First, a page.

GSA Annual Meeting in Seattle, Washington, USA - 2017

Paper No. 186-1
Presentation Time: 9:00 AM-6:30 PM


FLUEGEMAN, Richard H., Dept. of Geological Sciences, Ball State University, Muncie, IN 47306-0475, BRETT, Carlton E., Department of Geology, University of Cincinnati, 500 Geology/Physics Building, Cincinnati, OH 45221-0013 and PRATT, Brian R., Dept. of Geological Sciences, University of Saskatchewan, 114 Science Place, Saskatoon, SK S7N 5E2, Canada,

Chemostratigraphy (the use of geochemical signals for stratigraphic correlation) has been an active area of research for more than 50 years. It was first widely applied to the late Cenozoic in the form of δ18O records in time series. These were used as paleoclimate proxies and to facilitate correlation at both local and global scales. Since this beginning, numerous chemical records have been used as proxies for Earth processes that otherwise do not leave a record. Despite its wide application, chemostratigraphy does not have a standardized nomenclature nor do the recognized units have an accepted hierarchy.

The North American Commission on Stratigraphic Nomenclature (NACSN) is currently investigating the feasibility and desirability of formalizing the nomenclature and rank of chemostratigraphic units. Such units and their hierarchy would be described in the North American Stratigraphic Code. This would provide consistency in the use of chemostratigraphic units and would facilitate correlation and further research on geochemical signals.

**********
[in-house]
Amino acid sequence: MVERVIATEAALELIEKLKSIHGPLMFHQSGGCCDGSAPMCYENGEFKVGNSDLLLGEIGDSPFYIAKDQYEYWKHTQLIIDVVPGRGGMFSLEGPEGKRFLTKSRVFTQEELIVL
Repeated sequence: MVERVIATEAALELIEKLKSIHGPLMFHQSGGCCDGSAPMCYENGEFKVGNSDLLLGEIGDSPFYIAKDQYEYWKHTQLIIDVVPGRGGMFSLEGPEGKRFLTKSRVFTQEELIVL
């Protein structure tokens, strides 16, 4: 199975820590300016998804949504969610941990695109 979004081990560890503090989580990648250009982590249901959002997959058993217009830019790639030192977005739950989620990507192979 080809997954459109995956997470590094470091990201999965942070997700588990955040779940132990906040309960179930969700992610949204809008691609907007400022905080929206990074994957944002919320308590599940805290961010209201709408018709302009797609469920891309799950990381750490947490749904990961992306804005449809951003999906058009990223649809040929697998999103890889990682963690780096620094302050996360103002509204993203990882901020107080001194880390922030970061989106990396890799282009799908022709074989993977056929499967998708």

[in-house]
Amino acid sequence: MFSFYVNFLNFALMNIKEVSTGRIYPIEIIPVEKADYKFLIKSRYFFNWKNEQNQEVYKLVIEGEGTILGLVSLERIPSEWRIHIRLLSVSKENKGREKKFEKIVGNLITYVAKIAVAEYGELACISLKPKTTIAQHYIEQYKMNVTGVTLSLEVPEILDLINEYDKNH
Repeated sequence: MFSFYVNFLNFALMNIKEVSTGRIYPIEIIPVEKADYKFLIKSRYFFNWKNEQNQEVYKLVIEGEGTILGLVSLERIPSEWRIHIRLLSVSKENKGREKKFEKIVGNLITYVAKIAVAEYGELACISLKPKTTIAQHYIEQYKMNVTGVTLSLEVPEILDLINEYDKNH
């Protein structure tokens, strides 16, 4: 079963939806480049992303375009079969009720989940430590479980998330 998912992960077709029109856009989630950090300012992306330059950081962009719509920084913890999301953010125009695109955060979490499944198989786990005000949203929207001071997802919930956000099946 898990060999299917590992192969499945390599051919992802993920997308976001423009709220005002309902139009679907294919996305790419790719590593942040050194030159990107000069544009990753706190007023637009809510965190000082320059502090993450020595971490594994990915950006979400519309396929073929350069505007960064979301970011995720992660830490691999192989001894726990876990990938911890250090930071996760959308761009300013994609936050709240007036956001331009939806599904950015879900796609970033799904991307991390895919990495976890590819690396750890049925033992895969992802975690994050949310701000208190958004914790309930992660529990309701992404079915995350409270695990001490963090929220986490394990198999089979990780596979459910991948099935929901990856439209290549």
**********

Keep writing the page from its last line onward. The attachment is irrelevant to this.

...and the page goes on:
Most chemostratigraphic units that have been described to date have many of the characteristics of chronostratigraphic units. They have a distinct duration in time. Examples include the late Cenozoic isotope “stages” equated with glacial and interglacial episodes and the Paleocene-Eocene Thermal Maximum, recognized globally by a distinct δ13C excursion or “spike”. Each unit also started as a material stratigraphic unit in a core or section at a specific geographic location. As with all material stratigraphic units, these chemostratigraphic units, as initially defined, were independent of time, only being correlated with the geologic time scale later.

Not all chemostratigraphic units will be recognized as chronostratigraphically significant but many geochemical signals in the sedimentary record may be of at least local or regional value in facilitating physical correlation. Establishment of formal units and a formal hierarchy could provide standard procedures and criteria as well as editorial guidance for the recognition and definition of chemostratigraphic units. Discussion from the stratigraphic community is invited.